3. I agree with your philosophy.

    I want to point out this line… “This is to say, if I were to spend time with a poor culture that is used to living in huts made of sticks and clay, then I would very much rather live by their side in those huts as opposed to staying in a resort and in doing so, flaunting that I consider myself better than them (pure insanity). ”
    I know what you mean, but you may have just insulted someone else’s culture by calling it poor. It’s a rich culture with a poor economy maybe? Or maybe nothing about it is poor, maybe it’s just different and they place value in very different things…?

    Something to consider when trying to pair the words describing your philosophy with the philosophy itself.
    Beautiful travel philosophy.

    1. Hi Hannah,

      I’ve actually edited this very line multiple times in hopes to make it so that it doesn’t insult another culture. Thanks to you, another edit is certainly called for. Thanks very much for bringing this to my attention,


  4. I agree that to travel and travel often, you have to make it a budgetary priority (in our case, my husband and I don’t buy as much as the average person in terms of clothes or furniture or decorations for our house, but we spend way more than the average person on plane tickets).

    I do, however, like to see some touristy sites (Notre Dame was one of my favorite places in Paris). I get great joy out of watching movies (on planes of course) and thinking “Oooh! I’ve been there!”, or reading books and being able to picture clearly where the characters are standing when they’re walking past Westminster Abby or they take a trip to the Grand Canyon.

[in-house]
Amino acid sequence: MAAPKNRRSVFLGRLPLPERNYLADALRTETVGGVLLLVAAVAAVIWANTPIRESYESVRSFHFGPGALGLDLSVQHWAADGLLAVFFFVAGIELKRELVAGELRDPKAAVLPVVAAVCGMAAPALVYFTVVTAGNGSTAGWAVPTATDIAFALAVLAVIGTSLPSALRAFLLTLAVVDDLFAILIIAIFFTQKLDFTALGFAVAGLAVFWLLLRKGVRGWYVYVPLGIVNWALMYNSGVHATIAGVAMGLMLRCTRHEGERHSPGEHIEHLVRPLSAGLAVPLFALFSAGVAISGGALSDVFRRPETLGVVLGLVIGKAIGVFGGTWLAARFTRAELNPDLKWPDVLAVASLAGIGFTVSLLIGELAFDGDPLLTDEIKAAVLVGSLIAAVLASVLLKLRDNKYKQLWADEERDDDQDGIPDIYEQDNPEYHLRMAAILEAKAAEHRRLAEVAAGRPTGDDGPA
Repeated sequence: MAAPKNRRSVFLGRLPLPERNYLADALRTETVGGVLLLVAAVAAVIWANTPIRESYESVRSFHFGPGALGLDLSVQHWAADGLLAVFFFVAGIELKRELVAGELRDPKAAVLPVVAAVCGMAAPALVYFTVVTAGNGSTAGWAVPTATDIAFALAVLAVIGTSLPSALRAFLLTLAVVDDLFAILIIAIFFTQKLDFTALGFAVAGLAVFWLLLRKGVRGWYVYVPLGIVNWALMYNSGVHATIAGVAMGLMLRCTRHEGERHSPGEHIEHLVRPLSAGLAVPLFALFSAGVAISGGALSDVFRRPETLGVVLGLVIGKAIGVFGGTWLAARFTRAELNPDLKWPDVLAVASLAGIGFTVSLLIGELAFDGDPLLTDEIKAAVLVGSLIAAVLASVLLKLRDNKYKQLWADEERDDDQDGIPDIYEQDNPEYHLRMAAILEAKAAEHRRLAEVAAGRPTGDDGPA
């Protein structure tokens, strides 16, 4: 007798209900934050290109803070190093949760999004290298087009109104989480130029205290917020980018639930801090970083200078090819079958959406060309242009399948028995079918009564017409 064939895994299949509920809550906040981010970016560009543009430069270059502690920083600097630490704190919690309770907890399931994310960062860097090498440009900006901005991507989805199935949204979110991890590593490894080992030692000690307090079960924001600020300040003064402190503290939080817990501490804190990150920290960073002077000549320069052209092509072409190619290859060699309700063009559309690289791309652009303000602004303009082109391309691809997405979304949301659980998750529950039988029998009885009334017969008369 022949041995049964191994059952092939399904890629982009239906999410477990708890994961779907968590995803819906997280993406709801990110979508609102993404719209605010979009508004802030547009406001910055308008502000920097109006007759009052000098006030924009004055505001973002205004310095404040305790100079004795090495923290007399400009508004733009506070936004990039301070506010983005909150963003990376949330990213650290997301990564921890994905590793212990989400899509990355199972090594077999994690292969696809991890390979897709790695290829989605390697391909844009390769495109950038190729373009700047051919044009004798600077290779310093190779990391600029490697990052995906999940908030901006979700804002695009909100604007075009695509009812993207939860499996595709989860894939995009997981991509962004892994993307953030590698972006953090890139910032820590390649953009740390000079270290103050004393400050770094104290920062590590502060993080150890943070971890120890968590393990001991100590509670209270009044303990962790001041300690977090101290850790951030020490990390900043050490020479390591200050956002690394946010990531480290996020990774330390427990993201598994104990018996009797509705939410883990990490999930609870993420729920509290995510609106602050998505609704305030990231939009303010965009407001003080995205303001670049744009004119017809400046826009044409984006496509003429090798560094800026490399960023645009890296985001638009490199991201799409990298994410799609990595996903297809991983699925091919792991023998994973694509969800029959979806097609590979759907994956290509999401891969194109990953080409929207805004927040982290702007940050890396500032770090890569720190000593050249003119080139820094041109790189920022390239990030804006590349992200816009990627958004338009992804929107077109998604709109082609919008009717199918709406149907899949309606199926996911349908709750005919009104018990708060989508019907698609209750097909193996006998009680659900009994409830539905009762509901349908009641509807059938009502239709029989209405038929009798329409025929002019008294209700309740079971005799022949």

1. Hey Holly,
      I will say that some touristy spots are definitley worth seeing. JUst yesterday someone was actually telling me that I HAVE to go see Notre Dame. I agree, that is a pretty cool feeling. Especially when you see an advertisment from the very same spot you were standing. Thanks for taking the time to check out my blog.

  5. Oh I want to travel too! I’m just 16 and my family is doing barely as it is to and couldn’t possibly afford any travel anywhere fast. But hey still like travelling and will hopefully have the opportunity for that in the future.

    Only thing I do get a little afraid of is the prospect being stuck out there somewhere in country you don’t know the language of, all alone and with barely any money… Oh that and just even booking hotels and stuff. Is it better to check out all the best and cheap places, restaurants and fun things to do beforehand or go on spontaneously and ask others? 🙂

    1. Hey there!